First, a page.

Jeremy @ 20 weeks

Jeremy @ 20 weeks
At 20 weeks we found out about CDH on April 19 2011

Thursday, May 26, 2011

I have been having a feeling I want to share my unborn son's story of Congenital Diaphragmatic Hernia! I have looked at other blogs and I just want more people to be aware of  this birth defect.  I am currently 25 weeks pregnant with my second child, who we are going to name Jeremy (which means GOD WILL UPLIFT).  
  My son has the Bochdalek.  Jeremy's case is very severe the doctors give him a 20-30% of survival, his heart is pushed to the right side of his body and his stomach is below the heart, the liver and intestines are in the cavity.  The opening of the hernia is very big.  Which they can do surgery when he is born. The main concern is that the lungs won't form because of all the other organs in the chest cavity taking up the space needed for the lungs.  At 20 weeks his lung to head ratio was .67 which isn't good.
    Congenital Diaphragmatic Hernia (CDH) occurs in approximately 1 in every 2,500 births (1,600 cases in the US each year).  The cause of CDH is not yet known. Roughly 50% of babies born with CDH do not survive.   Of the 50% that do survive, most will endure long hospital stays, feeding issues, asthma and other problems.  A few of the survivors suffer from severe long term medical conditions. 

Illustration of congenital diaphragmatic hernia
    So a little about this birth defect what happens is in the 8 to 10 week the diaphragm is formed with these babies there is a hole or not much of the diaphragm. Which then causes other organs to go in the chest cavity like the stomach, liver, intestines, and it pushes the heart on the wrong side. There are 2 different kinds of this hernia Bochdalek, Morgagni.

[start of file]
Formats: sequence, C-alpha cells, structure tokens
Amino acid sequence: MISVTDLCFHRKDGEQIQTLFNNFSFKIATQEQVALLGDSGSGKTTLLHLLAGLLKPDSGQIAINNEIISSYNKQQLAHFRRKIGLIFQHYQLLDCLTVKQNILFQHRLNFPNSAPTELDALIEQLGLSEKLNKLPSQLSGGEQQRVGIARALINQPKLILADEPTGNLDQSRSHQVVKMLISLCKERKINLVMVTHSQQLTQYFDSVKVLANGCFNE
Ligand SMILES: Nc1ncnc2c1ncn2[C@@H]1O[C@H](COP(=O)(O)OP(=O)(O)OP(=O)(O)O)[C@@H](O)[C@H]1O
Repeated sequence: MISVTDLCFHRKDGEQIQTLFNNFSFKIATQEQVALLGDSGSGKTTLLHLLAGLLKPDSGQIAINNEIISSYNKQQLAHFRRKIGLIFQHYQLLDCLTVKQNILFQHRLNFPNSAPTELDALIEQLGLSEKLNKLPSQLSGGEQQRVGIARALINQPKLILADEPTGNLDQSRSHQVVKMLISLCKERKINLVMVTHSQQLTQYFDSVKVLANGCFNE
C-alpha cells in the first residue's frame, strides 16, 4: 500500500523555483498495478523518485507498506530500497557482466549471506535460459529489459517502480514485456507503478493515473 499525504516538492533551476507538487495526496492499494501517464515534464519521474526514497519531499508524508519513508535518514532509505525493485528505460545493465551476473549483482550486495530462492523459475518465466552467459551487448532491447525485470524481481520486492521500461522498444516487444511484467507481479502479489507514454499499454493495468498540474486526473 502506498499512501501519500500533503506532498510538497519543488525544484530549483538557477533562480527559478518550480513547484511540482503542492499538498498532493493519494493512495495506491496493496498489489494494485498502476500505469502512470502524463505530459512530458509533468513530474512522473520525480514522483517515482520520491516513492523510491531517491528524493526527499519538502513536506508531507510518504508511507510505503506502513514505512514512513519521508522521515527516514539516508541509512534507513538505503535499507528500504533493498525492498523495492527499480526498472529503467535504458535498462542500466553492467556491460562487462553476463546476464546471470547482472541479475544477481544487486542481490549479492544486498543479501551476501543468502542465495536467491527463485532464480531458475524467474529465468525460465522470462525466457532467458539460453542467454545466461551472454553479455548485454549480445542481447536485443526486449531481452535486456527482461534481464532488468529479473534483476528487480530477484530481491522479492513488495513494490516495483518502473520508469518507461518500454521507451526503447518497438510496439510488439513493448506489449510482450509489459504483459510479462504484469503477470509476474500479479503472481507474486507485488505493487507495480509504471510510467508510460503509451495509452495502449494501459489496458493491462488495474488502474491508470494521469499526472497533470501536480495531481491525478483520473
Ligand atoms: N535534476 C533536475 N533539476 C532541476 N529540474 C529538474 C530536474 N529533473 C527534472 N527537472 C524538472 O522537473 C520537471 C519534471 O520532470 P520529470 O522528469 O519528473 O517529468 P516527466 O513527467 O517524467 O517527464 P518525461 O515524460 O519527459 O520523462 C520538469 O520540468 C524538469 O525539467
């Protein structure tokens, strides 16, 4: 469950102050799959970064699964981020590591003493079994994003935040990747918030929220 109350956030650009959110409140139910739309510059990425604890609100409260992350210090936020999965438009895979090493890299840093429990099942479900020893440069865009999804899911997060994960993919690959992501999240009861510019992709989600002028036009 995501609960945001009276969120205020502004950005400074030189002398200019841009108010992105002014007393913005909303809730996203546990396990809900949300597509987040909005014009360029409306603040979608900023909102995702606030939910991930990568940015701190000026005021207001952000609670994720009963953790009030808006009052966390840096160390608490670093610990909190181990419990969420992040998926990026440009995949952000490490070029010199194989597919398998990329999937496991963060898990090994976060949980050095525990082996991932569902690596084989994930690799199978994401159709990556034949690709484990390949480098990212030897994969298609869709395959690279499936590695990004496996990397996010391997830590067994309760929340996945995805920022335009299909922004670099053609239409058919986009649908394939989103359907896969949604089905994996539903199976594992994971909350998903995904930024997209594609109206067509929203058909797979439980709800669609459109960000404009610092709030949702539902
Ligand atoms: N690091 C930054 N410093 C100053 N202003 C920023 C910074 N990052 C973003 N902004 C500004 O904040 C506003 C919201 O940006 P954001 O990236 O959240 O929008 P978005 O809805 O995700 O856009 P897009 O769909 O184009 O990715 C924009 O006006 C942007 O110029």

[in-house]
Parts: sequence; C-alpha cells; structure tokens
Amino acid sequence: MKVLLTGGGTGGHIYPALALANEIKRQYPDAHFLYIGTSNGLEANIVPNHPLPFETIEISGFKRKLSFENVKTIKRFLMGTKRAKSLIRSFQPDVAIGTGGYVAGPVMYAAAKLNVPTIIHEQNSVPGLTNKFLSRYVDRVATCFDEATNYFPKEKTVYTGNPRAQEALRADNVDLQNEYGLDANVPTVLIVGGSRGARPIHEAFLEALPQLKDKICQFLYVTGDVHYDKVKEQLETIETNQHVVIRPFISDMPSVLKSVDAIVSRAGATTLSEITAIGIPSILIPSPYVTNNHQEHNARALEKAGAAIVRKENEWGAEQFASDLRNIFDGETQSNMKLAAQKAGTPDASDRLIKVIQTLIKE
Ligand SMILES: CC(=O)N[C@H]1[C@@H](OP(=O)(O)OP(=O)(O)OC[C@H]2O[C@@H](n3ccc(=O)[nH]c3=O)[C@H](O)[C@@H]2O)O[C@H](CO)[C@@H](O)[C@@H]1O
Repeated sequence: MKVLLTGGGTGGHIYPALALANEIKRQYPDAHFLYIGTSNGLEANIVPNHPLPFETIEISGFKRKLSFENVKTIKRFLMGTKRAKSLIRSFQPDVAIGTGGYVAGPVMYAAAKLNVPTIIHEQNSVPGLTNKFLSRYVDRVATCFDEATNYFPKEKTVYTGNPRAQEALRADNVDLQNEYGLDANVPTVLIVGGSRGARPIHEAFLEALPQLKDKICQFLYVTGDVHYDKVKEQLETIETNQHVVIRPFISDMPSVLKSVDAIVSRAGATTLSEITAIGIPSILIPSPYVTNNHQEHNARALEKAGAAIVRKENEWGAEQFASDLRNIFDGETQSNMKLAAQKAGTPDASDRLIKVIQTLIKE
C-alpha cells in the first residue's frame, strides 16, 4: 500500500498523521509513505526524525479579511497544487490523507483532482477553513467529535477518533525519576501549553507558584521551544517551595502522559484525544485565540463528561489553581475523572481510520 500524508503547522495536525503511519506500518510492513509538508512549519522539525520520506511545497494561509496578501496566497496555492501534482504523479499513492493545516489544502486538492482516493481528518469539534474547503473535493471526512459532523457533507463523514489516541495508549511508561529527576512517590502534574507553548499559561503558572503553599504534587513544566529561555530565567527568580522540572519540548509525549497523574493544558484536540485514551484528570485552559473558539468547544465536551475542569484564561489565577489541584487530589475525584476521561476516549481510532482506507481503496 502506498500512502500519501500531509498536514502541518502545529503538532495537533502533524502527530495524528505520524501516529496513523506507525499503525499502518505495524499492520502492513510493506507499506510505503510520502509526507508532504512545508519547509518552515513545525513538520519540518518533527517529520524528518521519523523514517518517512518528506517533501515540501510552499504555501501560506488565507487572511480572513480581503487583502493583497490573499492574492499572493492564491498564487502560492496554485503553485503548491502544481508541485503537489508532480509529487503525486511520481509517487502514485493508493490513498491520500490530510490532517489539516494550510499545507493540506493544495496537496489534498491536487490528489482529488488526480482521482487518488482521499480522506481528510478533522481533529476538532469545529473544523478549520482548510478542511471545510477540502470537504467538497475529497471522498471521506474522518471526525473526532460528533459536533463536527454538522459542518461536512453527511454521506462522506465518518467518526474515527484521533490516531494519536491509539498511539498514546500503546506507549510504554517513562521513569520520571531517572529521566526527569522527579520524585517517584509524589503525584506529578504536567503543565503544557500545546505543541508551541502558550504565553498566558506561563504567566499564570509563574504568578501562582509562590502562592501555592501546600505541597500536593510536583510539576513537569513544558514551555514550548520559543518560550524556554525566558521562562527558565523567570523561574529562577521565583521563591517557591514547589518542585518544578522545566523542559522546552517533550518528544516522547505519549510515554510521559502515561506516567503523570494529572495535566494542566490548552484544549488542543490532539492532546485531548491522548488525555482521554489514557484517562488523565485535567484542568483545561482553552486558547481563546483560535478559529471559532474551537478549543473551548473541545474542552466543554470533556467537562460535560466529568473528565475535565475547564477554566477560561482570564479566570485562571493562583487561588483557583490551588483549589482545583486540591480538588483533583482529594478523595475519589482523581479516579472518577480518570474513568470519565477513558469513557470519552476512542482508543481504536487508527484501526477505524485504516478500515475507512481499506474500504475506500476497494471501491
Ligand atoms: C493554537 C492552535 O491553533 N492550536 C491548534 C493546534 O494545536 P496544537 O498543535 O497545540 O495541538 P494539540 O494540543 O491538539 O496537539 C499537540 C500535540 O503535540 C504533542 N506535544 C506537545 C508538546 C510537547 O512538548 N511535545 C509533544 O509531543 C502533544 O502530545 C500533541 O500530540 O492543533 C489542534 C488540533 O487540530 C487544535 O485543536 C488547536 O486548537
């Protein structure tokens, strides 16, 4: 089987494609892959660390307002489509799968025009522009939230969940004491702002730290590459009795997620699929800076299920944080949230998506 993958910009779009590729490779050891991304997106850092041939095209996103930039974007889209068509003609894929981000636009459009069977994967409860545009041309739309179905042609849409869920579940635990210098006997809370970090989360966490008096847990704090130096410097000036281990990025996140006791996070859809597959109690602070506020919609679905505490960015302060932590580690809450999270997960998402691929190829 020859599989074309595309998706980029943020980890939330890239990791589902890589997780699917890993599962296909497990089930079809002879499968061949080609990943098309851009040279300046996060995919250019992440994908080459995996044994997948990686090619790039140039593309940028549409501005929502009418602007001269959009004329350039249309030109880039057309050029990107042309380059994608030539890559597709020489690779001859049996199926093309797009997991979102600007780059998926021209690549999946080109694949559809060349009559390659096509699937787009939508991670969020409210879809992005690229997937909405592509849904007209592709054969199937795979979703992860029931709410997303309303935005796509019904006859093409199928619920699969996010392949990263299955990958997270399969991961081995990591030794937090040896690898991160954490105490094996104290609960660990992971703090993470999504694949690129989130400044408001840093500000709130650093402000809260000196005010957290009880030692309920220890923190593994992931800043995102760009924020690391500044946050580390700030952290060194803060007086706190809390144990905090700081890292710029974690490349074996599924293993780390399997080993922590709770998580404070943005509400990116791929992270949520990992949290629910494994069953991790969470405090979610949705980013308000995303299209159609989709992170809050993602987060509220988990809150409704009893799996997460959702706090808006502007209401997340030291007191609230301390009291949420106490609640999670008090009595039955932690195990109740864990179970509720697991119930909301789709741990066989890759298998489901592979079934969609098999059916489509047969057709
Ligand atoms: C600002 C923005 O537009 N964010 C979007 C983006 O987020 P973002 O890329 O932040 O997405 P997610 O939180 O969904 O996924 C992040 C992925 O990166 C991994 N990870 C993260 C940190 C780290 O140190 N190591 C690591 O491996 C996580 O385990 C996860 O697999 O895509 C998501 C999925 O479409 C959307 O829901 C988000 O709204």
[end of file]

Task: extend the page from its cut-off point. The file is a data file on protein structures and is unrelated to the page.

Bochdalek hernia - A Bochdalek hernia involves an opening on the left side of the diaphragm. The stomach and intestines usually move up into the chest cavity.
  • Morgagni hernia - A Morgagni hernia involves an opening on the right side of the diaphragm. The liver and intestines usually move up into the chest cavity.
  • Neonatal intensive care - A diaphragmatic hernia is a life-threatening illness and requires care in a neonatal intensive care unit (NICU). Babies with diaphragmatic hernia are often unable to breathe effectively on their own because their lungs are underdeveloped. Most babies will need to be placed on a breathing machine called a mechanical ventilator to help their breathing. 
ECMO - Some infants may need to be placed on a temporary heart/lung bypass machine called ECMO if they have severe problems. ECMO does the job that the heart and lungs would be doing: putting oxygen in the bloodstream and pumping blood to the body. ECMO may be used temporarily while a baby's condition stabilizes and improves. 
Surgery - When the baby's condition has improved, the diaphragmatic hernia will be repaired with an operation. The stomach, intestine and other abdominal organs are moved from the chest cavity back to the abdominal cavity. The hole in the diaphragm is repaired.

Betamethosone Steroids - Steroid treatments that encourage lung growth.   Given to mothers while pregnant, these steroids are commonly given to those who are expected to go into preterm labor and deliver babies with small lungs. 
Tracheal Occlusion - A procedure during which a plug (or gel) is placed into the baby's trachea while he/she is still in utero.  The pressure forces the lungs to expand.   Those who use a plug must have a second surgery before birth to remove the plug from the trachea.  
Perflubron Induced Lung Growth - Filling the lungs with Perflubron (a special liquid) and placing this liquid under constant pressure to stimulate the lungs to grow.

*  information from a few different medical websites*   & 

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